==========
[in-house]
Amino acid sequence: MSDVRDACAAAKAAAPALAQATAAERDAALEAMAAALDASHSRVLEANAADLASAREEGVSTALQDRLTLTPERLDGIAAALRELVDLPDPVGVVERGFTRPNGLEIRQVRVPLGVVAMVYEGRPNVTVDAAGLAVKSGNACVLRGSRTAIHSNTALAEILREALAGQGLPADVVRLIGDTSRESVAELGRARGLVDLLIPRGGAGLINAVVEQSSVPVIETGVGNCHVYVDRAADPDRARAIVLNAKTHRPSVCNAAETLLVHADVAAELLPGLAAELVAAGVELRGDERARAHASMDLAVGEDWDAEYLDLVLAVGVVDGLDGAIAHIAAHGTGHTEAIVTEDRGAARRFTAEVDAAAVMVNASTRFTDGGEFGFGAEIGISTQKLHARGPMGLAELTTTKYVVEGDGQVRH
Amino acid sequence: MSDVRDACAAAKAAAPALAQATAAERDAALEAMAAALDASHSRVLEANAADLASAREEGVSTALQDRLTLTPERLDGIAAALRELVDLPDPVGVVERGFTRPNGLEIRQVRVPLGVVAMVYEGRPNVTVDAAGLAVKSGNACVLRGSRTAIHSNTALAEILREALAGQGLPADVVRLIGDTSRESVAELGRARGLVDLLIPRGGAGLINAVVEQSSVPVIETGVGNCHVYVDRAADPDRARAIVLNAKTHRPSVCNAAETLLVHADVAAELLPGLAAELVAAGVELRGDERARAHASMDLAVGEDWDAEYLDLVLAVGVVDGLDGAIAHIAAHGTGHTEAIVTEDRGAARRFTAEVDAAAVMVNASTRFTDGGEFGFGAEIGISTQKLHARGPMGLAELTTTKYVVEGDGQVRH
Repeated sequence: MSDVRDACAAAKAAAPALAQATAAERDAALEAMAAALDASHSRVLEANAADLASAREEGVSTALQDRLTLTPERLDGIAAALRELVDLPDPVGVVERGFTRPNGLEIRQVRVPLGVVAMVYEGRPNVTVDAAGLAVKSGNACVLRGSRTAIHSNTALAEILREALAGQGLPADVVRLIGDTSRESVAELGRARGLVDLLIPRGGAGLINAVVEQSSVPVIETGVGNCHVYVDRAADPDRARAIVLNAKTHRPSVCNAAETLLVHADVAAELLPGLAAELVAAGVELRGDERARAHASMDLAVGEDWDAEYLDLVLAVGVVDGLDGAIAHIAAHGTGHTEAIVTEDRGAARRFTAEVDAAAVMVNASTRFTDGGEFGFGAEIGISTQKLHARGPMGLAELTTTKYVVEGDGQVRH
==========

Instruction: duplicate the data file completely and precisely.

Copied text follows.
[in-house]
Amino acid sequence: MSDVRDACAAAKAAAPALAQATAAERDAALEAMAAALDASHSRVLEANAADLASAREEGVSTALQDRLTLTPERLDGIAAALRELVDLPDPVGVVERGFTRPNGLEIRQVRVPLGVVAMVYEGRPNVTVDAAGLAVKSGNACVLRGSRTAIHSNTALAEILREALAGQGLPADVVRLIGDTSRESVAELGRARGLVDLLIPRGGAGLINAVVEQSSVPVIETGVGNCHVYVDRAADPDRARAIVLNAKTHRPSVCNAAETLLVHADVAAELLPGLAAELVAAGVELRGDERARAHASMDLAVGEDWDAEYLDLVLAVGVVDGLDGAIAHIAAHGTGHTEAIVTEDRGAARRFTAEVDAAAVMVNASTRFTDGGEFGFGAEIGISTQKLHARGPMGLAELTTTKYVVEGDGQVRH
Amino acid sequence: MSDVRDACAAAKAAAPALAQATAAERDAALEAMAAALDASHSRVLEANAADLASAREEGVSTALQDRLTLTPERLDGIAAALRELVDLPDPVGVVERGFTRPNGLEIRQVRVPLGVVAMVYEGRPNVTVDAAGLAVKSGNACVLRGSRTAIHSNTALAEILREALAGQGLPADVVRLIGDTSRESVAELGRARGLVDLLIPRGGAGLINAVVEQSSVPVIETGVGNCHVYVDRAADPDRARAIVLNAKTHRPSVCNAAETLLVHADVAAELLPGLAAELVAAGVELRGDERARAHASMDLAVGEDWDAEYLDLVLAVGVVDGLDGAIAHIAAHGTGHTEAIVTEDRGAARRFTAEVDAAAVMVNASTRFTDGGEFGFGAEIGISTQKLHARGPMGLAELTTTKYVVEGDGQVRH
Repeated sequence: MSDVRDACAAAKAAAPALAQATAAERDAALEAMAAALDASHSRVLEANAADLASAREEGVSTALQDRLTLTPERLDGIAAALRELVDLPDPVGVVERGFTRPNGLEIRQVRVPLGVVAMVYEGRPNVTVDAAGLAVKSGNACVLRGSRTAIHSNTALAEILREALAGQGLPADVVRLIGDTSRESVAELGRARGLVDLLIPRGGAGLINAVVEQSSVPVIETGVGNCHVYVDRAADPDRARAIVLNAKTHRPSVCNAAETLLVHADVAAELLPGLAAELVAAGVELRGDERARAHASMDLAVGEDWDAEYLDLVLAVGVVDGLDGAIAHIAAHGTGHTEAIVTEDRGAARRFTAEVDAAAVMVNASTRFTDGGEFGFGAEIGISTQKLHARGPMGLAELTTTKYVVEGDGQVRH